It's possible they will deny surgery because she is only at 43*. It would be a kick in the teeth if they then needed to go below L3. Dr. Hey often uses the phrase, "a stitch in time saves nine" in reference to people who would have benefited from earlier fusion. Marissa might try to get a consult from him.

I was thinking that too because of the relatively low degree. It certainly makes sense for Marissa to seek opinion and knowledge. And give correction a try while she's seeking that input. (I don't know this Dr Hey?)

Pooka1
01-04-2013, 04:22 PM
Here is one o f Dr. Hey's blog posts where he uses the phrase...

http://drlloydhey.blogspot.com/2007/09/29-yo-woman-with-progressive-scoliosis.html

This woman was screwed because there is not a single surgeon who would have operated on the T30*.

TAMZTOM
01-04-2013, 04:44 PM
Here is one o f Dr. Hey's blog posts where he uses the phrase...

http://drlloydhey.blogspot.com/2007/09/29-yo-woman-with-progressive-scoliosis.html

This woman was screwed because there is not a single surgeon who would have operated on the T30*.

Skimmed it quickly, Sharon. Thanks. Listen to this. The first few explanatory paragraphs about curve progression are like reading KATERINA SCHROTH! No joke! The guy's explanation of curve progression is so similar. This is why I've said before that I've learned reams about non-invasive treatment by reading surgical papers and articles. As you know, I'm not an advocate of surgery, but that doesn't stop me learning from that field. I agree with the guy on the paragraphs I read. Th e only difference would be that he would operate, I would do what we do to correct. Both looking to achieve the same goal, stop this inevitable progression for curves of this degree.

For Marissa, the issue would be, 'Can focused, specific non-invasive treatment get this goddamn curve down below the progression threshold quickly enough to avoid surgery?'

jrnyc
01-04-2013, 05:56 PM
hi Marissa
please do not let any discussion of need for immediate decision
frighten you...
this is all what you would be best off discussing with your surgeon...
or any surgeon you might want to get another opinion from...
there is a list of top scoli surgeons all across the country,
on this scoliosis website...under "resources"

jess...& Sparky

Pooka1
01-04-2013, 06:31 PM
hi Marissa
please do not let any discussion of need for immediate decision
frighten you...
this is all what you would be best off discussing with your surgeon...
or any surgeon you might want to get another opinion from...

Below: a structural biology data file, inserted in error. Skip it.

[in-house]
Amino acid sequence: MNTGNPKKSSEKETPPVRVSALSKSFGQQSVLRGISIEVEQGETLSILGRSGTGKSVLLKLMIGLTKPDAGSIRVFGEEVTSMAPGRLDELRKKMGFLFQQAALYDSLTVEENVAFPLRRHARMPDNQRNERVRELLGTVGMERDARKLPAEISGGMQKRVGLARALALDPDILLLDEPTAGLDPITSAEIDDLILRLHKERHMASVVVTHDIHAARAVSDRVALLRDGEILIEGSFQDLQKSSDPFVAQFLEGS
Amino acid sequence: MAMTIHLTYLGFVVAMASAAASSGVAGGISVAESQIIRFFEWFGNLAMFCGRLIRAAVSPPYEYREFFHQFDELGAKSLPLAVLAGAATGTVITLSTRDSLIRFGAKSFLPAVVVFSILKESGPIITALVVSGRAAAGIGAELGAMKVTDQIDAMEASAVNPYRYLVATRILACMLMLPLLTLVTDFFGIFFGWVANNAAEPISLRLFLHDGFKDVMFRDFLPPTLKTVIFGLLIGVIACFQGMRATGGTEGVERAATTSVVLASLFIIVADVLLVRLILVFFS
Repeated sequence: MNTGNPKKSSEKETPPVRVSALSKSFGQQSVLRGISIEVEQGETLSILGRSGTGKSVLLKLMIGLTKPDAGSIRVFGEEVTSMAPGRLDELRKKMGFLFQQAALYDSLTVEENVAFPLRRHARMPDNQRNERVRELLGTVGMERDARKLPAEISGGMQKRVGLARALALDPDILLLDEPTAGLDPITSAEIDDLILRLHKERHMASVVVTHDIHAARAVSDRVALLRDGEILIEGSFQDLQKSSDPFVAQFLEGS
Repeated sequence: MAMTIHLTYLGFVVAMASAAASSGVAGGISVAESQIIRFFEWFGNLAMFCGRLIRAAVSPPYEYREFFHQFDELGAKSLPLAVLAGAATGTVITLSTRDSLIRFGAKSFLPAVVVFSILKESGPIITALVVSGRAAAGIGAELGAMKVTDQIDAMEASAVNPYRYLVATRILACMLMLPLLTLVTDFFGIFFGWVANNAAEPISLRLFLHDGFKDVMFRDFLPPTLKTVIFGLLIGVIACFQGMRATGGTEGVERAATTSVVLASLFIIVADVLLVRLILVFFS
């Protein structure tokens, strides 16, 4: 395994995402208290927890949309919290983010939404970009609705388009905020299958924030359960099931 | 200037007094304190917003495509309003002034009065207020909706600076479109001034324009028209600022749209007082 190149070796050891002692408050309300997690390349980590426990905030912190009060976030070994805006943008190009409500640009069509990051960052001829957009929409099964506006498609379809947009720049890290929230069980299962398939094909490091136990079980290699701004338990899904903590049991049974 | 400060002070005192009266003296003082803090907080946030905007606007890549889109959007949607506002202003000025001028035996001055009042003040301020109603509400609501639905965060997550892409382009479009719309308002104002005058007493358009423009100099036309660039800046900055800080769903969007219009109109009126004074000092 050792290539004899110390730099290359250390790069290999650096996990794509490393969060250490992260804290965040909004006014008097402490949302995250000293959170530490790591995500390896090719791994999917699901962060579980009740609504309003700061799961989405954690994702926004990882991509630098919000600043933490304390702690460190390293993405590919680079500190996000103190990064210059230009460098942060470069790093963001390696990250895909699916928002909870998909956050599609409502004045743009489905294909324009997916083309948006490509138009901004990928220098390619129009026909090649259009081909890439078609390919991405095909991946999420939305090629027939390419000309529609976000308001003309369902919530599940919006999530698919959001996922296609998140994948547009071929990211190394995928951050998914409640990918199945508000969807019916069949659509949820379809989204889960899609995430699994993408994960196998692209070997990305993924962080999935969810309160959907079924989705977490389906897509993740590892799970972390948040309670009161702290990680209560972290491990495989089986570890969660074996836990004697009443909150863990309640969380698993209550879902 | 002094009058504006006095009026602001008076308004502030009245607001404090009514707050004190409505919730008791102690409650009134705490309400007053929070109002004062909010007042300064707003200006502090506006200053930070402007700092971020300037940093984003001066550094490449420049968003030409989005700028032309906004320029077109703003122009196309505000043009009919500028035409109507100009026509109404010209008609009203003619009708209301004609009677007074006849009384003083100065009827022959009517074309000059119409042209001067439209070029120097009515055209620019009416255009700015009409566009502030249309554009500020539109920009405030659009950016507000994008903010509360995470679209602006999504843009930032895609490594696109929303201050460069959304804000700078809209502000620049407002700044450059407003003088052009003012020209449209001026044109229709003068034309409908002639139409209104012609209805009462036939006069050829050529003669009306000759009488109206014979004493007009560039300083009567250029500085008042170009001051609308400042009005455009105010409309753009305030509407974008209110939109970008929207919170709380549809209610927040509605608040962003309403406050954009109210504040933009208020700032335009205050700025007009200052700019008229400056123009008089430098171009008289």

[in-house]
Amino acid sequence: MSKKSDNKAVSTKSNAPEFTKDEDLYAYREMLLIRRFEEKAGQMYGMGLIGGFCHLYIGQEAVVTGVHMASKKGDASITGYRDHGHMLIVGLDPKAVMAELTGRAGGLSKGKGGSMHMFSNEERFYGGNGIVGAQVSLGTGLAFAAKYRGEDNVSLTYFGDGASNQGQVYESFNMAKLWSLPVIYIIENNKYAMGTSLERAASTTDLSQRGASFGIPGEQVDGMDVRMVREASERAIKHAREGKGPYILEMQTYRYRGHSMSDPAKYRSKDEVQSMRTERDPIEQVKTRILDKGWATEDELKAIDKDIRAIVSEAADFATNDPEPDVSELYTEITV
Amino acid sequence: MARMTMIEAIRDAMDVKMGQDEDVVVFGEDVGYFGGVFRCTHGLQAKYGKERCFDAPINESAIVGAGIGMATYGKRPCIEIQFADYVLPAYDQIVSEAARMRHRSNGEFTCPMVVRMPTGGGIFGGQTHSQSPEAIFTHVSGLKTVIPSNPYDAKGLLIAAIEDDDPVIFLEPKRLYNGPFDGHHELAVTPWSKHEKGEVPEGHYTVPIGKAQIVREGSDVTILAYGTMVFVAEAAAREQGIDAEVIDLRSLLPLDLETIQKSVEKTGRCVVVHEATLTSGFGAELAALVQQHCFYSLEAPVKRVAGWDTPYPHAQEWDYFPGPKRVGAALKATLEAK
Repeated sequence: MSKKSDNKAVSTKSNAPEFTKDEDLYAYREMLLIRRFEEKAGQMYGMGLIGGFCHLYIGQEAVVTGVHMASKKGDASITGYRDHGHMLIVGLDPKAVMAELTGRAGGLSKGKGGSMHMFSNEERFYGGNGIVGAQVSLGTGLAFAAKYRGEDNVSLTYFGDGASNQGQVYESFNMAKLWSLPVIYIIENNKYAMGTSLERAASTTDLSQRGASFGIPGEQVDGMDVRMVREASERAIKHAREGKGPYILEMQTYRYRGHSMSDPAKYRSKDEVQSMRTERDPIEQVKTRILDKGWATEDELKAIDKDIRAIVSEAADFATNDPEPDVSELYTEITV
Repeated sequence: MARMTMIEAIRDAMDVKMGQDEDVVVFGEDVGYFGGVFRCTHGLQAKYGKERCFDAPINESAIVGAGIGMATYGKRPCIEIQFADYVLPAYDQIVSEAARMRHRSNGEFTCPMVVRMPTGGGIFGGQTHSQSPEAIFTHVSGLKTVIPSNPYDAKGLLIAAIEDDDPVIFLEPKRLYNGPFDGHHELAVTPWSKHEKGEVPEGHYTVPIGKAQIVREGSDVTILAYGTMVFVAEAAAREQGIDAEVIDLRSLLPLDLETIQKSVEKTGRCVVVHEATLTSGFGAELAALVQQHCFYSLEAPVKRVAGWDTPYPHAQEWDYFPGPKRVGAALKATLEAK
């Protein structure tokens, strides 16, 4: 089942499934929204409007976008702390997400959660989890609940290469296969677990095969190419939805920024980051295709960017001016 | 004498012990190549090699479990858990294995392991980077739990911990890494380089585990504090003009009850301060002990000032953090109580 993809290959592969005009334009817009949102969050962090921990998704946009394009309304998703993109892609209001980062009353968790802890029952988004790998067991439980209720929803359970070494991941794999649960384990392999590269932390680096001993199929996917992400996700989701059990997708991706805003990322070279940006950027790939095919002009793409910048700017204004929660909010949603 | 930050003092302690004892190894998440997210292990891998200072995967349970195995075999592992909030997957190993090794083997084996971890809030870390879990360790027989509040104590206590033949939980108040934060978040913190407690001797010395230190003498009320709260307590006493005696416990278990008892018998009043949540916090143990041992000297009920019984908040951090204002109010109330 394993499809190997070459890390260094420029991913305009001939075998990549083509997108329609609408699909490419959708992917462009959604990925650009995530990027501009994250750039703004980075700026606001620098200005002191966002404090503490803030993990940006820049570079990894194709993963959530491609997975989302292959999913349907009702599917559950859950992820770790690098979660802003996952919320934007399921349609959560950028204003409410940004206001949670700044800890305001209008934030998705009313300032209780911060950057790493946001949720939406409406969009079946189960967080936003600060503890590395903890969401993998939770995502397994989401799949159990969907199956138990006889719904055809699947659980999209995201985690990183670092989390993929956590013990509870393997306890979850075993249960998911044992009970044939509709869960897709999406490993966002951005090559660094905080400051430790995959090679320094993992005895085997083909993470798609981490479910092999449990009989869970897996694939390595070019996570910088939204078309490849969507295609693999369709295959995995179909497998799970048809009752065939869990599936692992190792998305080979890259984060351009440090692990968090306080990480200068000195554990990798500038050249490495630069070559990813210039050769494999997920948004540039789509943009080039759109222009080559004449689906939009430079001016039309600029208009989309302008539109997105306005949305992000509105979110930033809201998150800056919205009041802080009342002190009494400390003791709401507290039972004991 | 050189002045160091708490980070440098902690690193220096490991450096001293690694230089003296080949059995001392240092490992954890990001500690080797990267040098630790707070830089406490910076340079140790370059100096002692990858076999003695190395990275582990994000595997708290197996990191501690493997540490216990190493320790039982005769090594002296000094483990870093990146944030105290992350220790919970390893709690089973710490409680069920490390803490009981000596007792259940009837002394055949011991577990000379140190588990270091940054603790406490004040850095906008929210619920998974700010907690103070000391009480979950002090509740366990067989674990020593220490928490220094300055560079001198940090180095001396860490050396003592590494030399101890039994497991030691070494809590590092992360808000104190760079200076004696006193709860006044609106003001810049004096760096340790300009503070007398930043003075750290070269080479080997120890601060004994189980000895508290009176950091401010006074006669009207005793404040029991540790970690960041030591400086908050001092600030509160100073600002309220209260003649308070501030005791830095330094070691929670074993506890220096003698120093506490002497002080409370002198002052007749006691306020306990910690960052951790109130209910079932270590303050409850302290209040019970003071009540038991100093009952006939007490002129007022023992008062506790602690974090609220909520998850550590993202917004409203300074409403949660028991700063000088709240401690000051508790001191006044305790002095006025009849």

there is a list of top scoli surgeons all across the country,
on this scoliosis website...under "resources"

jess...& Sparky

I agree! This is just to suggest some questions that relate to length of fusion to ask her surgeon. I am very sure I made that clear. Nobody here is a surgeon so we can't know the answers to these questions.

Marissa is not technically surgical in terms of hitting the trigger angle of 50*. So there is no rush from that stand point. But as Dr. Hey's blogs point out over and over again, there are other considerations like length of fusion and where it ends and what that means. There are some things known about this and the surgeon can tell you what they are if you know to ask.

king14
01-04-2013, 06:45 PM
I just want to reiterate that although I'm not happy with my physical appearance my flexibility is great! (T4-L1)
I wish I had surgery sooner so that my compensating curve didn't get so large. And maybe my muscles and soft tissue wouldn't be so imbalanced.
I also did PT- and although it greatly reduced my pain - it did not stop my curves from progressing.
Just my experience. Good luck!!

TAMZTOM
01-04-2013, 07:08 PM
I also did PT- and although it greatly reduced my pain - it did not stop my curves from progressing. Just my experience. Good luck!!

Apologies if you've posted this elsewhere: what type of exercise did you do? Might help the poster to decide what not to try.

king14
01-04-2013, 11:05 PM
Hi, I've done numerous types of PT. one lung breathing, stretching short side, strengthening weak side. Aqua therapy, soft tissue manipulation, electric Stim.... The list goes on... I haven't followed Schroth which is what I believe you do... But It has peaked my interest, especially now - willing to try anything that may improve the imbalances in my appearance and my post surgical lean... I wouldn't rule out PT- I was just giving my experience with it.

TAMZTOM
01-05-2013, 05:54 AM
Hi, I've done numerous types of PT. one lung breathing, stretching short side, strengthening weak side. Aqua therapy, soft tissue manipulation, electric Stim.... The list goes on... I haven't followed Schroth which is what I believe you do... But It has peaked my interest, especially now - willing to try anything that may improve the imbalances in my appearance and my post surgical lean... I wouldn't rule out PT- I was just giving my experience with it.

H King

My post above was TOO short, seemed abrupt. It wasn't intended so. That's a problem with online discussion, easy to accidentally convey the wrong impression. I should have said something like "I'm really intrigued as to what you did."

In addition to much other stuff, yes, we do a lot of KATERINA Schroth type training (not to be confused with the "NU POWER SCHROTH" currently proliferating in the USA).

Regards
Tom